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Headphone Systems Everything to do with Headphones

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Old 18th August 2014, 01:27 PM   #1
diyAudio Member
Join Date: Aug 2014

This part of the audio world seems more cool and relatively easy to begin with.
Though When I say 'begin with', it implies when you get the necessary parts for that.
1. Now where can I get a good driver to make a headphone? i found these - USD$15.00 - 1 Pair Dia 40mm Repair Parts Speaker Unit For Earphone headset - lunashops online shop
the specs seems too good to be true. but the thing is it is chinese. and even the rms power is not listed. there tech support responded by saying the factory wch supplies them dont provide complete specs.

what other, reliable, options are there.(i did google, thats why i am here)

I am also plannng to make it wireless. two modules seems promising, rn52 and csr 8650

2. with what additional payloads can it be made to work with bluetooth as well as the standard 3.5 mm jack. can it be made two accommodate both?

my questions may seems naive. but the truth is i dont have a headphone. so never had a chance to tinker with the innards.

3. so i am curious to know what other electronics go inside the headphones to make it work exceptionally hi-fi? in fact, is there any other electronics involved?

i have read a lot about headphone amplifiers, cmoy, o2, etc.

4. when are they required?

i dont mind going to any length to make a trully exceptional hi-fi headphone. love to learn.

Last edited by arjunm009; 18th August 2014 at 01:55 PM.
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Old Yesterday, 12:19 AM   #2
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Join Date: Feb 2014
When it comes down to acoustics I think headphones might actually be one of the trickier areas to actually be able to experiment and learn. Sure, they are small in size which makes them convenient to tinker with but it also makes them much more sensitive and specialized/harder to repair/more difficult to adapt to your needs. I'm sort of newbie myself but this is my experience this far. Everything gets a little harder to do when the parts and electronics are smaller.

1: I've been on a quest for good OEM drivers too but to no avail. You want a speaker with a frequency response curve that extends well below a 100Hz, preferrably below 20. One thing to keep in mind though is that, apparently, headphones and stock drivers are tested in very different ways. That means that a driver with a specified lowest frq resp in the kHz area might reproduce bass very well once it's built into a headphone and in good and sealed contact with the ear.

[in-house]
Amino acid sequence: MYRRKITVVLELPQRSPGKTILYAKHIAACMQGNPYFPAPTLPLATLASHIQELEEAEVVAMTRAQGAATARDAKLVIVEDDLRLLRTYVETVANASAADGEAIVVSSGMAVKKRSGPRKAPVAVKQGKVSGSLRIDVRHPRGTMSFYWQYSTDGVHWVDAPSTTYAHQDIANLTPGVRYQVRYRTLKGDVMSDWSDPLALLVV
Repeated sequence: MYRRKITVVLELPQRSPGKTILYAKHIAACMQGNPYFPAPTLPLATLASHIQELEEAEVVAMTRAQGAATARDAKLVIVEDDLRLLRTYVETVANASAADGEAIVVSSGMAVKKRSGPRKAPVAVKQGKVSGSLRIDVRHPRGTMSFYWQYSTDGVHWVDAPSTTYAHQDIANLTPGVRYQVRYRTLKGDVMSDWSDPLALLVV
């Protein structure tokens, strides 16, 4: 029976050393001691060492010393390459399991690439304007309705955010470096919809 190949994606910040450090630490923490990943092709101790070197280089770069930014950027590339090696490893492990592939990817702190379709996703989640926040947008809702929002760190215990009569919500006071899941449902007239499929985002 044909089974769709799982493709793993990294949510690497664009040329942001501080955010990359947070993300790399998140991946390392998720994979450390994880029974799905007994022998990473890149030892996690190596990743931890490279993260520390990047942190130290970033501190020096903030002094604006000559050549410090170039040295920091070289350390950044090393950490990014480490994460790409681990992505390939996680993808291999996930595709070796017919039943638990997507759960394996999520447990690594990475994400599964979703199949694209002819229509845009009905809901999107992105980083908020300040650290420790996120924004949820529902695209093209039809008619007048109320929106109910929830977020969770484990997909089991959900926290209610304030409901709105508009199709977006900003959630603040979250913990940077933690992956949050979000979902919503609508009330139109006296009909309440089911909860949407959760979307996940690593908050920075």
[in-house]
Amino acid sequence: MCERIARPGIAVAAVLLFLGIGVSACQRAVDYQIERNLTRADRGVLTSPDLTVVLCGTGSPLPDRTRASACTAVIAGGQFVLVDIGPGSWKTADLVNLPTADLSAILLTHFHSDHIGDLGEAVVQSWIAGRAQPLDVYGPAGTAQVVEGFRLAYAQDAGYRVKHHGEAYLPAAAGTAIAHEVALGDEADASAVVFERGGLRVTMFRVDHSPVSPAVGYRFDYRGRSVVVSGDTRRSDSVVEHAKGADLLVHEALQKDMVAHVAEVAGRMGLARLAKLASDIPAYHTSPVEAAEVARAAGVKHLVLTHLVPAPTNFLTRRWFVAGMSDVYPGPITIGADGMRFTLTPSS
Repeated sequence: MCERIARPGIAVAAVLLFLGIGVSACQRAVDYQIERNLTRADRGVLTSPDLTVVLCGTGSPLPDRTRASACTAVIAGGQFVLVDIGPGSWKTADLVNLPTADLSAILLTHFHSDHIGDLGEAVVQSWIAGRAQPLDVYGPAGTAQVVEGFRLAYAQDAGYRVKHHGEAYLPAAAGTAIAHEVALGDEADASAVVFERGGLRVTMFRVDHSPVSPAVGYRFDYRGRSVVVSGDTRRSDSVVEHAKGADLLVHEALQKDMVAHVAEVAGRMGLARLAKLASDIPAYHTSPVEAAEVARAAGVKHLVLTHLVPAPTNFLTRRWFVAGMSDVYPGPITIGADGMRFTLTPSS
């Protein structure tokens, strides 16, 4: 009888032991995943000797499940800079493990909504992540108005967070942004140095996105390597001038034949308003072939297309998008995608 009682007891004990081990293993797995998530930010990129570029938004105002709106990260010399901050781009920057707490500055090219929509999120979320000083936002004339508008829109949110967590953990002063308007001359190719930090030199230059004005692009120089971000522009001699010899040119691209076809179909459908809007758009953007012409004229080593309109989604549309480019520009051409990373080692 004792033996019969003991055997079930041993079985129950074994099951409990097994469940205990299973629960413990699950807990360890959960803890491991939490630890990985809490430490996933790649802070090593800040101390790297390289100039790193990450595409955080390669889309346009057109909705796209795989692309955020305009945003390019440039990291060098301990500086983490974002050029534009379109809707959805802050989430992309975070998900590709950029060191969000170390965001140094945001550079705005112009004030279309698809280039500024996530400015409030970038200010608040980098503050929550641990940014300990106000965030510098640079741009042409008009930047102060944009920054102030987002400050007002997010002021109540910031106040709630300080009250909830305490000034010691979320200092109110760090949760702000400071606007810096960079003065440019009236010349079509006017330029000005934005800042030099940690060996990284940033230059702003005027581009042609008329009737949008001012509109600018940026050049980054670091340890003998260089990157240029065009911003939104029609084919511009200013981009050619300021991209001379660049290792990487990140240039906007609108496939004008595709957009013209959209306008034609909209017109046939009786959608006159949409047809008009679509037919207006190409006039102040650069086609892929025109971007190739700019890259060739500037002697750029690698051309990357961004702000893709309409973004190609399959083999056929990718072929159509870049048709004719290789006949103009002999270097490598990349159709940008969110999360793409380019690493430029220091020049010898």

Here's a thread that lists some possible sources for drivers:
Buying drivers/micro speakers for DIY headphones

2: This is a little out of my comfort zone but I suppose you'd want to make your cables detachable if you want to alternate between bluetooth and cable, so that's a start. Then you need some way to override the bluetooth when the cable is connected. Or you could just connect both cable and bluetooth transmitter in parallell and just turn off/don't use which ever one you don't feel like using at the moment.

3: What goes into hifi headphones are a high quality transducer capsule (driver) and a good cup design together with acoustic damping material, arranged together in a way that will produce whatever sound characteristics the manufacturer is going for. Usually that is a very flat and even frequency response curve. That makes the listening experience true to the recording you are listening to. That's even the meaning of the abbrviation "hifi", "high fidelity".
There is no electronic component that makes the headphone more hifi. It's all good design and a good headphone driver, nothing else.

4: A headphone amp is used to take the load of sound amplification off of any sound source you might be using and transferring it to a dedicated unit: the amp. This means that you can usually get a higher volume output (can me of relevance for phones with high impedances) but it also means that any inherent weaknesses in the soundcard of the sound source are eliminated. Meaning better sound quality, quicker transients, a cleaner, better sound in general. The O2 is a version of the CMoy design. O2 was made by this guy: NwAvGuy: O2 Headphone Amp

If you don't mind me asking, how come you are endeavoring to make a pair of phones from scratch if you don't have a pair that you are using at the moment? Your best bet for learning more would probably be to get a cheap pair and dissect them as you read and learn more.



Last edited by barbadread; Yesterday at 12:26 AM.
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Old Yesterday, 12:52 PM   #3
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Join Date: Aug 2014
Unfortunatley there arent many options as with speaker drivers. I know that link. Most of the stuff listed are made in china or does not match my criteria. in fact it cant be considered for wide range, or does not have the requisite db.
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Old Yesterday, 01:09 PM   #4
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Join Date: Feb 2014
Yeah, that's pretty much what I wrote.
But like I also wrote, you can't really expect the same performance in open air and in an enclosed design from a driver. If you enclose them in a good way the bass spectrum will extend further.

Your best bet for finding good drivers that are intended for high-end audio use is to purchase them as spare parts from one of the major manufacturers. Or use a pair of existing phones as "donor" phones.

Came to think about your bluetooth/3,5mm combo, as it's a matter of choosing input sources you could probably sort it out nicely with a selector switch. Not sure why you would want to use both though.
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